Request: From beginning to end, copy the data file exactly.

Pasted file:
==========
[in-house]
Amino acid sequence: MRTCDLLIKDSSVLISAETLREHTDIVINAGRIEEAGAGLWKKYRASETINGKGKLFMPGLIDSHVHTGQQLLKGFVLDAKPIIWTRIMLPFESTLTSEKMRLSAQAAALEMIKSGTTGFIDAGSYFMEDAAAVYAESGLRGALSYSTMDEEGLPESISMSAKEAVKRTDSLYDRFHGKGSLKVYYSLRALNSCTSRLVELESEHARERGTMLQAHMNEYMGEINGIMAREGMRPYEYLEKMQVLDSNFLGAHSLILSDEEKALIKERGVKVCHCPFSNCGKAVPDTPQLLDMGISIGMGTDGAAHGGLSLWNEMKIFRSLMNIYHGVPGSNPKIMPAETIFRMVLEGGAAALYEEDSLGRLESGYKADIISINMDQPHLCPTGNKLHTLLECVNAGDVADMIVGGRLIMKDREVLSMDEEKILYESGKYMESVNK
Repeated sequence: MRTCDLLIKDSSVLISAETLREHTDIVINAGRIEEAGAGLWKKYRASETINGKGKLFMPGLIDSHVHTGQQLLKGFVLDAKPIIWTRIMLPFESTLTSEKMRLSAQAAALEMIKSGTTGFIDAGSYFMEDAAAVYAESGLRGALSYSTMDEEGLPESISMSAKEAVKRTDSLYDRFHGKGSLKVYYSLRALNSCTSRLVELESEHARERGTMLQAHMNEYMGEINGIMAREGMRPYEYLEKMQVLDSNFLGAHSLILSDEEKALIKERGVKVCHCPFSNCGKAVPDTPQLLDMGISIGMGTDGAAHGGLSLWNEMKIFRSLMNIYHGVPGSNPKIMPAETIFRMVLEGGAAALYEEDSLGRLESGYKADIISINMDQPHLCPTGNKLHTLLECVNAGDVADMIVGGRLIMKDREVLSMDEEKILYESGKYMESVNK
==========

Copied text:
[in-house]
Amino acid sequence: MRTCDLLIKDSSVLISAETLREHTDIVINAGRIEEAGAGLWKKYRASETINGKGKLFMPGLIDSHVHTGQQLLKGFVLDAKPIIWTRIMLPFESTLTSEKMRLSAQAAALEMIKSGTTGFIDAGSYFMEDAAAVYAESGLRGALSYSTMDEEGLPESISMSAKEAVKRTDSLYDRFHGKGSLKVYYSLRALNSCTSRLVELESEHARERGTMLQAHMNEYMGEINGIMAREGMRPYEYLEKMQVLDSNFLGAHSLILSDEEKALIKERGVKVCHCPFSNCGKAVPDTPQLLDMGISIGMGTDGAAHGGLSLWNEMKIFRSLMNIYHGVPGSNPKIMPAETIFRMVLEGGAAALYEEDSLGRLESGYKADIISINMDQPHLCPTGNKLHTLLECVNAGDVADMIVGGRLIMKDREVLSMDEEKILYESGKYMESVNK
Repeated sequence: MRTCDLLIKDSSVLISAETLREHTDIVINAGRIEEAGAGLWKKYRASETINGKGKLFMPGLIDSHVHTGQQLLKGFVLDAKPIIWTRIMLPFESTLTSEKMRLSAQAAALEMIKSGTTGFIDAGSYFMEDAAAVYAESGLRGALSYSTMDEEGLPESISMSAKEAVKRTDSLYDRFHGKGSLKVYYSLRALNSCTSRLVELESEHARERGTMLQAHMNEYMGEINGIMAREGMRPYEYLEKMQVLDSNFLGAHSLILSDEEKALIKERGVKVCHCPFSNCGKAVPDTPQLLDMGISIGMGTDGAAHGGLSLWNEMKIFRSLMNIYHGVPGSNPKIMPAETIFRMVLEGGAAALYEEDSLGRLESGYKADIISINMDQPHLCPTGNKLHTLLECVNAGDVADMIVGGRLIMKDREVLSMDEEKILYESGKYMESVNK